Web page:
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French privacy regulator vows to crack down on Facebook data collecting

The French data protection authority on Monday gave Facebook three months to stop tracking non-users' web activity without their consent, and ordered the social network to stop some transfers of personal data to the U.S.

Social media site has 3 months to stop tracking web activity, transferring personal data to the U.S.

A court ruling by the European Union last year struck down an agreement that had been relied on by thousands of companies, including Facebook, to avoid cumbersome EU data transfer rules. (Loic Venance/AFP/Getty Images)

The French data protection authority on Monday gave Facebook three months to stop tracking non-users' web activity without their consent and ordered the social network to stop some transfers of personal data to the U.S.

The French order is the first significant action to be taken against a company transferring Europeans' data to the United States following an EU court ruling last year that struck down an agreement that had been relied on by thousands of companies, including Facebook, to avoid cumbersome EU data transfer rules.

The transatlantic Safe Harbour pact was ruled illegal last year amid concerns over mass U.S. government snooping, and EU data protection authorities said firms had three months to set up alternative legal arrangements for transferring data.

That deadline expired last week, meaning regulators can now start taking legal action against companies still relying on Safe Harbour for approval to transfer data.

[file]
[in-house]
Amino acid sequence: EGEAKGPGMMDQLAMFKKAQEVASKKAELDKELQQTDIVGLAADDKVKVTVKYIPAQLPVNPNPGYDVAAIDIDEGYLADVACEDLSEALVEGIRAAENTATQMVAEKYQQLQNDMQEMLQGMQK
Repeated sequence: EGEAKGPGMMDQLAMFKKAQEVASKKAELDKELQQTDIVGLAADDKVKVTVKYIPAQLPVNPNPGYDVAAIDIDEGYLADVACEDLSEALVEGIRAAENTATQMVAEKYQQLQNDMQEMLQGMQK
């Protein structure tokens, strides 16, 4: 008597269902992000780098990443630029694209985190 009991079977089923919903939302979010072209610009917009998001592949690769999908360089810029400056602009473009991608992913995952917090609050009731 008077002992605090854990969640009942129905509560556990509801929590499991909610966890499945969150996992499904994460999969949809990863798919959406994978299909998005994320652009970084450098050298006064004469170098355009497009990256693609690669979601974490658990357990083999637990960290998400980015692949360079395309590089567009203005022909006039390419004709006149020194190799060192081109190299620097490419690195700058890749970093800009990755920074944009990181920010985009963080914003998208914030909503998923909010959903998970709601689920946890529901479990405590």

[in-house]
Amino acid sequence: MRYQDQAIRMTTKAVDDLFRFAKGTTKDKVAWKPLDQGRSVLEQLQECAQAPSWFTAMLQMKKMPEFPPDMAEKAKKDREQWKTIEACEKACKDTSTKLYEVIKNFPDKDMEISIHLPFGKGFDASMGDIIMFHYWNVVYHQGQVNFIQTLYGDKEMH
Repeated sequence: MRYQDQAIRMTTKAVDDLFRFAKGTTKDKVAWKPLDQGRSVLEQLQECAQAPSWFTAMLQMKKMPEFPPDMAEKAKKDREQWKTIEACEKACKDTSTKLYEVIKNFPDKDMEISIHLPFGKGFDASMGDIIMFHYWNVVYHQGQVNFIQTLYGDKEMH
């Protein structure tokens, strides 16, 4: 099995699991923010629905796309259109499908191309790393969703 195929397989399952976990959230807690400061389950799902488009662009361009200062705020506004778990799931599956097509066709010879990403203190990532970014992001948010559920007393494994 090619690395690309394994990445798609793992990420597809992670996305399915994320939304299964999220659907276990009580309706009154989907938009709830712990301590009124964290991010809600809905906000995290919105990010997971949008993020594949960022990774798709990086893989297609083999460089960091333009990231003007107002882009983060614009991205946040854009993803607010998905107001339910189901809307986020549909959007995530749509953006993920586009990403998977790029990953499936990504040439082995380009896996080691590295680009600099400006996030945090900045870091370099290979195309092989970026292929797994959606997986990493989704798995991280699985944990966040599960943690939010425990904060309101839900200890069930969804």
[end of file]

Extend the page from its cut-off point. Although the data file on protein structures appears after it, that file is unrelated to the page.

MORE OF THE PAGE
"Facebook transfers personal data to the United States on the basis of Safe Harbour, although the Court of Justice of the European Union declared invalid such transfers in its ruling of October 6, 2015," the Commission nationale de l'informatique et des libertés, an independent French data protection authority, said in a statement.

Facebook was forced to stop tracking non-users in Belgium last year after the country's regulator took the U.S. company to court. (Dado Ruvic/Reuters)

Facebook has previously said that it does not use Safe Harbour as a means of moving data to the U.S. and has set up alternative legal structures to continue its transfers in line with EU law.

While the U.S. and the EU agreed on a new pact last week to replace Safe Harbour, it is not yet operational and European data protection authorities have said they need more time to decide whether transatlantic data transfers should be restricted.

Facebook said it was confident that it complied with EU data protection law.

"Protecting the privacy of the people who use Facebook is at the heart of everything we do. We ... look forward to engaging with the CNIL to respond to their concerns," a spokeswoman said.

Facebook collecting cookies

The CNIL said Facebook's tracking of non-users by placing a cookie on their browser without informing them when they visit a Facebook page did not comply with French privacy law.

It also said Facebook uses cookies that collect information then used for advertising without Internet users' consent, and said Facebook users should have the option of preventing the social network from profiling them in order to serve them personalised ads.

The U.S. company was already forced to stop tracking non-users in Belgium last year after the Belgian regulator took it to court.

Facebook's changes to its privacy policy prompted the French, Dutch, Belgian, Spanish and German authorities to begin investigations to find out more about the social media giant's practices.

If Facebook does not comply within three months it could be fined, the regulator said.

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